To encourage the use of spirometry as a diagnostic tool for lung diseases, the Lung Association has responded to the deficiency of access to spirometry in three main ways. Firstly, there have been publicity campaigns, especially using World Spirometry Day (June 28th, 2012), to raise public awareness about the need for spirometry and which persons should be tested. Secondly, the Lung Association developed and delivers the SpiroTrec® course to train health care workers to conduct quality spirometry (www.resptrec.org). More than 400 health care workers have been trained by SpiroTrec to conduct spirometry across Canada in the past three years. Thirdly, the Lung Association Spirometry Interpretation Course was developed to teach family physicians and nurse practitioners to interpret the results of spirometry.
Spirometry interpretation requires knowledge of the expected lung volumes and flows for each individual patient. The size of the lungs varies with age, height, gender and ethnic origin. Lung growth continues from birth to age 18 – 22 years in females and 20 – 24 years in males. Lung volume remains relatively steady for the next 10 to 15 years and then declines with age. Height is a major predictor of lung volume – the taller the person, the bigger the lungs. An adult male will have larger lung volumes that a female of the same age, height and ethnic origin. African Americans have lung volumes about 10 per cent lower than whites, and Asians about 8 per cent lower, although Northeast Asians are closer to Caucasians and the differences are less in females. Currently, there are no reference values for Canadian First Nations, Métis or Inuit peoples.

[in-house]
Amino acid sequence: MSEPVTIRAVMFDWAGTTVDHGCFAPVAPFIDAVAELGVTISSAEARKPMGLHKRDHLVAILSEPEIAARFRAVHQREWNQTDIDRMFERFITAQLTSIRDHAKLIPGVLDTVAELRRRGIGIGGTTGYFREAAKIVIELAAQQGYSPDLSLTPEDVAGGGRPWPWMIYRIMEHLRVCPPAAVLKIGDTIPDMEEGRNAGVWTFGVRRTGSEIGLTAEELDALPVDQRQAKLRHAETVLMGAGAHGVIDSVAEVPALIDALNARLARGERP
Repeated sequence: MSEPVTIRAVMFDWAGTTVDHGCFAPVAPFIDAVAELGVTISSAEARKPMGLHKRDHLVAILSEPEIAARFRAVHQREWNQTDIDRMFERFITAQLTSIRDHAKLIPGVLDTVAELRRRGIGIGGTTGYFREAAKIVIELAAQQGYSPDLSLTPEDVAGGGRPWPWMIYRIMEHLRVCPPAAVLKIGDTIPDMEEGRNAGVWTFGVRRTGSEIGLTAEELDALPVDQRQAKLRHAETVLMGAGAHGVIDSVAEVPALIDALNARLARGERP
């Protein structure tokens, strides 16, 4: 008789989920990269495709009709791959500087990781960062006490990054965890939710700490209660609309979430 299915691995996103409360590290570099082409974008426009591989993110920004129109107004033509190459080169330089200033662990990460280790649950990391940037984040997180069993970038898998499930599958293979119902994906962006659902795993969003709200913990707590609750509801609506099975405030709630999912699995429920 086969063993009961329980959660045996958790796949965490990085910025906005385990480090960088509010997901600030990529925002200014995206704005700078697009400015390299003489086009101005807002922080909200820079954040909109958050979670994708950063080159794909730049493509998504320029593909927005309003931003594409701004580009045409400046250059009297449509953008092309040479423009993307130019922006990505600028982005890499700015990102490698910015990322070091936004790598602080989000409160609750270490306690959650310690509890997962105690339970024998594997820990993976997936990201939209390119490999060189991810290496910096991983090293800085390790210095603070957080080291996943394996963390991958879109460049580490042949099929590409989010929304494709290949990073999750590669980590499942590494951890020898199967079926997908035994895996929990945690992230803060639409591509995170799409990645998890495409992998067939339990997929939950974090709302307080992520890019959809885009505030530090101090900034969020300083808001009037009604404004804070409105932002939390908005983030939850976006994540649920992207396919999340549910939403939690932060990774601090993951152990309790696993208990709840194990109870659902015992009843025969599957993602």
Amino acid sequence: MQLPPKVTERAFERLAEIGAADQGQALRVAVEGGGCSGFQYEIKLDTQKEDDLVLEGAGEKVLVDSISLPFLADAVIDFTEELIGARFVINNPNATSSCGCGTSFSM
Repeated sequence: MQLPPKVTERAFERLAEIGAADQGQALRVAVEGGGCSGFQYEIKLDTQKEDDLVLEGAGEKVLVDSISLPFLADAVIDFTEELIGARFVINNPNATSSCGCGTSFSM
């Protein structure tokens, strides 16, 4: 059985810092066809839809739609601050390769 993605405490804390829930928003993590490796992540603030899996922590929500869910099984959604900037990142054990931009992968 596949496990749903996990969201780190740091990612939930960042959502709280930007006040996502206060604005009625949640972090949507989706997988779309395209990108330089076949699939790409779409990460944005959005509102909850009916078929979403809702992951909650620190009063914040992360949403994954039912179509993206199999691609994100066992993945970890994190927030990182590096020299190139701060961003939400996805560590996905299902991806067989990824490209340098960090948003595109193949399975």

What’s new in spirometry?
Later this year, new world-wide reference values for spirometry will be published that will cover the range from 3 to 95 years of age, for Caucasians, African Americans, Northeast Asians and Southeast Asians. The major thoracic societies around the world are recommending its widespread adoption. Canadian research is being done on reference values for First Nations, Métis or Inuit peoples.
The Canadian Thoracic Society is working on a new position paper to make recommendations about the factors to be considered for accrediting labs, clinics and physician offices conducting spirometry; a standardised report for spirometry results; and considerations for spirometry equipment.
New methods of measuring lung volume are being developed. One novel approach is to project a grid pattern on the patient’s torso and calculate lung volume changes by analysing data from stereoscopic cameras. This non-contact system was originally developed for measuring lung volumes in infants. Its accuracy and utility in other applications is under investigation.
COPD is the fourth leading cause of death in Canada, but it’s on the rise and will soon be the third. Because the development of COPD lags the onset of smoking addiction by 25 – 40 years, the predictable, growing wave of COPD will continue. More spirometry testing will be required (see the Canadian Lung Health Test) and disparities in spirometry access will need to be addressed.
Established in 1900, The Canadian Lung Association is one of Canada’s oldest and most respected health charities, and the leading national organization for science-based information, research, education, support programs, and advocacy on lung health issues.
For more information on spirometry, visit www.lung.ca